When school re-opens this fall, teachers in BC will be at the helm, implementing a re-designed, new curriculum for Kindergarten to Grade 9. Its a time of excitement – and, yes, a bit of nervousness – as we prepare to set sail this September. We are entering uncharted, but not untested waters; we will be working together to discover new ways of “doing” school, and the possibilities are inspiring.
But as I wade through the many pages and links, I am also wondering: how well will our new curriculum serve multigrade teachers and learners? So often, our unique configurations – along with their strengths and needs – are not acknowledged.
So I was surprised to read this on the Ministry’s Curriculum Info page:
The focus on personalization and the flexible structure of the curriculum support the configuration of combined grade classrooms. Classes of students of more than one grade provide opportunities for teachers to develop a mindset that sees all the students as a group of learners with a range of needs and interests. Multi-grade programs should find a comfortable fit with the curriculum.
And it gave me a glimmer of hope for three reasons:
- The existence of multigrade classrooms is acknowledged, not in an isolated section titled “Multigrades” but with other possible options under “Flexible Learning Environments”
- One of the benefits of multigrade teaching and learning is specifically mentioned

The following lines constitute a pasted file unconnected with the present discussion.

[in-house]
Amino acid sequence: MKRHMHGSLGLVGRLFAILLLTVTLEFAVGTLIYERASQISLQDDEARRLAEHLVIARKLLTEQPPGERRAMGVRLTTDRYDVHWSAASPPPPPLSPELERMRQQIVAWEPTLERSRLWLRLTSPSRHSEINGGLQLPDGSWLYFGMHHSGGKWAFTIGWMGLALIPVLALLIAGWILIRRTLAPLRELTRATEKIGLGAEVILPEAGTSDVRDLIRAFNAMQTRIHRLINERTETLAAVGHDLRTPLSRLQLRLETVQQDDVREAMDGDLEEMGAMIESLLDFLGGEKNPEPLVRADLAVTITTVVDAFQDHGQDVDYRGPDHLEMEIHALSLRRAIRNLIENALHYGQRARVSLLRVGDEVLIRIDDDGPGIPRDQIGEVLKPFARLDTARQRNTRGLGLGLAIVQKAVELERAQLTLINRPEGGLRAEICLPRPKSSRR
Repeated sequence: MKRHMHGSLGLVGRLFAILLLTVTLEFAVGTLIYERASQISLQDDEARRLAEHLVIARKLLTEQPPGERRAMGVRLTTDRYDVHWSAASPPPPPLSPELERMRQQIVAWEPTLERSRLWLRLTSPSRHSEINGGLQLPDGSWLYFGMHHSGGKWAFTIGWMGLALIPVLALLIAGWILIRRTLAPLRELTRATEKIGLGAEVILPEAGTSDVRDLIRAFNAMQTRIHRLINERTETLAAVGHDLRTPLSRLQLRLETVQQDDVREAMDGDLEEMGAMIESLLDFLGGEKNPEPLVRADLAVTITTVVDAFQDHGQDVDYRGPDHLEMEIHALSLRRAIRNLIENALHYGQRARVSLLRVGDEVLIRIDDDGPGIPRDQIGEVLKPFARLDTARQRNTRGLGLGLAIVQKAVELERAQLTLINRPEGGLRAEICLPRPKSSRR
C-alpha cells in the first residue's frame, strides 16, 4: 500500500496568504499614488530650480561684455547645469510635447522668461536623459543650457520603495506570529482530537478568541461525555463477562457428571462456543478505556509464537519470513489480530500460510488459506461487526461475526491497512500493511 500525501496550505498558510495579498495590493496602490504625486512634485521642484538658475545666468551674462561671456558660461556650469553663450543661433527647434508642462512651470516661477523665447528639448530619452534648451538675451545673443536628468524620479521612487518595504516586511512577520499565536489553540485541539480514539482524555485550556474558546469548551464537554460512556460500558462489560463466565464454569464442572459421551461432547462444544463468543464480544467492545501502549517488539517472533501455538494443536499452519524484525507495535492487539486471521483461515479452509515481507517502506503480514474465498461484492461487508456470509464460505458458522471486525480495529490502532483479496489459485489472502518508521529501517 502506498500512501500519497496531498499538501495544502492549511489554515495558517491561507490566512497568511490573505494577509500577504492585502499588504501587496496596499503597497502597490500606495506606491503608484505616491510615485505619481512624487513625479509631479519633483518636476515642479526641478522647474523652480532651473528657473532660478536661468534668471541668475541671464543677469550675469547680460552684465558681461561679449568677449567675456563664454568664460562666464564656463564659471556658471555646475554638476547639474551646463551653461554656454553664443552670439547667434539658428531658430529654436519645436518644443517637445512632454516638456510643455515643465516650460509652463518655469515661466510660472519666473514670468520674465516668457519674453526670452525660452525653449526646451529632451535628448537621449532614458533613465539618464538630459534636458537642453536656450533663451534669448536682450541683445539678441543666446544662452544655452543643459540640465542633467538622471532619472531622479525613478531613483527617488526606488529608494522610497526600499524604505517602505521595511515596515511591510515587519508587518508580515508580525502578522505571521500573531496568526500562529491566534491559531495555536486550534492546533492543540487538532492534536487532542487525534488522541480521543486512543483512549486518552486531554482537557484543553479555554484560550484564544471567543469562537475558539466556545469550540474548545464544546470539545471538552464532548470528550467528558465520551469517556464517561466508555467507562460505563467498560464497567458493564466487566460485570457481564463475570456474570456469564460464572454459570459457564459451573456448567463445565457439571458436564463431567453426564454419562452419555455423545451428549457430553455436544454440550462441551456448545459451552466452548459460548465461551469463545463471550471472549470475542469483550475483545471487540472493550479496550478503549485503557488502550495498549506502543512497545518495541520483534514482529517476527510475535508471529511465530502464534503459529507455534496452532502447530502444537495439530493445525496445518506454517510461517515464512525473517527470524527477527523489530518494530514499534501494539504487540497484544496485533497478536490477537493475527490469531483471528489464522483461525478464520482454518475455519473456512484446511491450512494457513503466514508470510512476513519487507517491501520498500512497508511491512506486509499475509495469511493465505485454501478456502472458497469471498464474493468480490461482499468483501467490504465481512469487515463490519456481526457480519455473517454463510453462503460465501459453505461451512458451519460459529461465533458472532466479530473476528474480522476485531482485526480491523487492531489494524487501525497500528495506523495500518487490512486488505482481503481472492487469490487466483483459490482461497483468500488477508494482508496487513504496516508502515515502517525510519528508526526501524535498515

- Multigrade configurations are a good fit for the type of teaching and learning defined in the new curriculum; the inference is that they may even be advantageous.
Its not exactly an outright endorsement of multigrade learning, but its the closest thing to it I have read in a Ministry document. Perhaps we are getting closer to the day when multigrade education – whether it be school-wide, a few classrooms, or one subject area – will be considered a positive way to enhance learning.
The new curriculum will officially be launched this September, but in reality, many teachers have been navigating their way through these changes for a number of years. This shift from the “what” of teaching to the “who” of learning is fundamental, and now mandated. In multigrade classrooms, that emphasis is present out of necessity, but was at odds with former curricula. Will the new curriculum make our complex jobs easier? Time will tell. Will it make our teaching better? It must.
As multigrade teachers, we are in a good place from which to continue our voyage of discovery. Now, however, we have the advantage of company!